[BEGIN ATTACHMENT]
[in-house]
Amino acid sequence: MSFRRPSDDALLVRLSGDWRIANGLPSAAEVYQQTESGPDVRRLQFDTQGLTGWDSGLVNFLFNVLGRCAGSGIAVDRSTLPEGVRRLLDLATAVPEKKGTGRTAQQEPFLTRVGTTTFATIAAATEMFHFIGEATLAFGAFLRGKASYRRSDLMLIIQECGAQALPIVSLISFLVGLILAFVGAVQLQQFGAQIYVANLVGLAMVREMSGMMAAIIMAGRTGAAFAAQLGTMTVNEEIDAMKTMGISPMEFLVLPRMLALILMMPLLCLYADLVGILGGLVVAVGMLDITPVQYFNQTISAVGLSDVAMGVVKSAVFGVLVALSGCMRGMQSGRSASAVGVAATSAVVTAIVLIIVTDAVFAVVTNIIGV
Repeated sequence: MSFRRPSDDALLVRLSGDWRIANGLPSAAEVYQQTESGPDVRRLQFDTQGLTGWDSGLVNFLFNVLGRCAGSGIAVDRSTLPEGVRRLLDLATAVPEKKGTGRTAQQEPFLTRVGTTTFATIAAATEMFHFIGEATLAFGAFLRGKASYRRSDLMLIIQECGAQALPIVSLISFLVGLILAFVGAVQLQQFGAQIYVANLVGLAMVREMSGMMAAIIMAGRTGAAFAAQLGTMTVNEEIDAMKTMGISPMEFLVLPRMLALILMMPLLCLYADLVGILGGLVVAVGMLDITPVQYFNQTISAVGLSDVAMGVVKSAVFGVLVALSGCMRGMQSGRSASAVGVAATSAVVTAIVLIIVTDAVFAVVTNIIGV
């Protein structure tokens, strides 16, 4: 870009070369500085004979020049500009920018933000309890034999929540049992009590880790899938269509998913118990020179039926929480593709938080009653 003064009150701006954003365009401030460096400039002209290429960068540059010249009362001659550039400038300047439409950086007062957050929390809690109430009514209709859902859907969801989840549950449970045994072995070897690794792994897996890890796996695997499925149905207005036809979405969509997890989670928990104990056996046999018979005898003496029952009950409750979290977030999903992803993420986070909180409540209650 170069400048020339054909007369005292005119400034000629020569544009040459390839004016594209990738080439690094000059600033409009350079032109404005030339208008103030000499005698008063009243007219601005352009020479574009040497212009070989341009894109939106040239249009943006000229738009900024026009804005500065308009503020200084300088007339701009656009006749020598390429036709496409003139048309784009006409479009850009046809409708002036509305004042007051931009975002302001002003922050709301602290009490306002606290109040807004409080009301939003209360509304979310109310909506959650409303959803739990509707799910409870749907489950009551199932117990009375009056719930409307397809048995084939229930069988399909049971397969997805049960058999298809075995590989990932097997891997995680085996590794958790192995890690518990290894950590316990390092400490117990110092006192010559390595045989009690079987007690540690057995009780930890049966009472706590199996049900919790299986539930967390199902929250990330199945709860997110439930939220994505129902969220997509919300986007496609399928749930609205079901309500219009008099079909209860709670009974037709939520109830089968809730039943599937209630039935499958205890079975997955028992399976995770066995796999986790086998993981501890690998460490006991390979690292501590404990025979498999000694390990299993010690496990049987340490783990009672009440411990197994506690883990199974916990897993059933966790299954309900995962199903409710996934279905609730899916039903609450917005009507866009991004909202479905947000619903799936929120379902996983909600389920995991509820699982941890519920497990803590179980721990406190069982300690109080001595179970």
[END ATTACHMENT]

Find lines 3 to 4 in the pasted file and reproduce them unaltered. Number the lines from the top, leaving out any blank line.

Repeated sequence: MSFRRPSDDALLVRLSGDWRIANGLPSAAEVYQQTESGPDVRRLQFDTQGLTGWDSGLVNFLFNVLGRCAGSGIAVDRSTLPEGVRRLLDLATAVPEKKGTGRTAQQEPFLTRVGTTTFATIAAATEMFHFIGEATLAFGAFLRGKASYRRSDLMLIIQECGAQALPIVSLISFLVGLILAFVGAVQLQQFGAQIYVANLVGLAMVREMSGMMAAIIMAGRTGAAFAAQLGTMTVNEEIDAMKTMGISPMEFLVLPRMLALILMMPLLCLYADLVGILGGLVVAVGMLDITPVQYFNQTISAVGLSDVAMGVVKSAVFGVLVALSGCMRGMQSGRSASAVGVAATSAVVTAIVLIIVTDAVFAVVTNIIGV
């Protein structure tokens, strides 16, 4: 870009070369500085004979020049500009920018933000309890034999929540049992009590880790899938269509998913118990020179039926929480593709938080009653 003064009150701006954003365009401030460096400039002209290429960068540059010249009362001659550039400038300047439409950086007062957050929390809690109430009514209709859902859907969801989840549950449970045994072995070897690794792994897996890890796996695997499925149905207005036809979405969509997890989670928990104990056996046999018979005898003496029952009950409750979290977030999903992803993420986070909180409540209650 170069400048020339054909007369005292005119400034000629020569544009040459390839004016594209990738080439690094000059600033409009350079032109404005030339208008103030000499005698008063009243007219601005352009020479574009040497212009070989341009894109939106040239249009943006000229738009900024026009804005500065308009503020200084300088007339701009656009006749020598390429036709496409003139048309784009006409479009850009046809409708002036509305004042007051931009975002302001002003922050709301602290009490306002606290109040807004409080009301939003209360509304979310109310909506959650409303959803739990509707799910409870749907489950009551199932117990009375009056719930409307397809048995084939229930069988399909049971397969997805049960058999298809075995590989990932097997891997995680085996590794958790192995890690518990290894950590316990390092400490117990110092006192010559390595045989009690079987007690540690057995009780930890049966009472706590199996049900919790299986539930967390199902929250990330199945709860997110439930939220994505129902969220997509919300986007496609399928749930609205079901309500219009008099079909209860709670009974037709939520109830089968809730039943599937209630039935499958205890079975997955028992399976995770066995796999986790086998993981501890690998460490006991390979690292501590404990025979498999000694390990299993010690496990049987340490783990009672009440411990197994506690883990199974916990897993059933966790299954309900995962199903409710996934279905609730899916039903609450917005009507866009991004909202479905947000619903799936929120379902996983909600389920995991509820699982941890519920497990803590179980721990406190069982300690109080001595179970």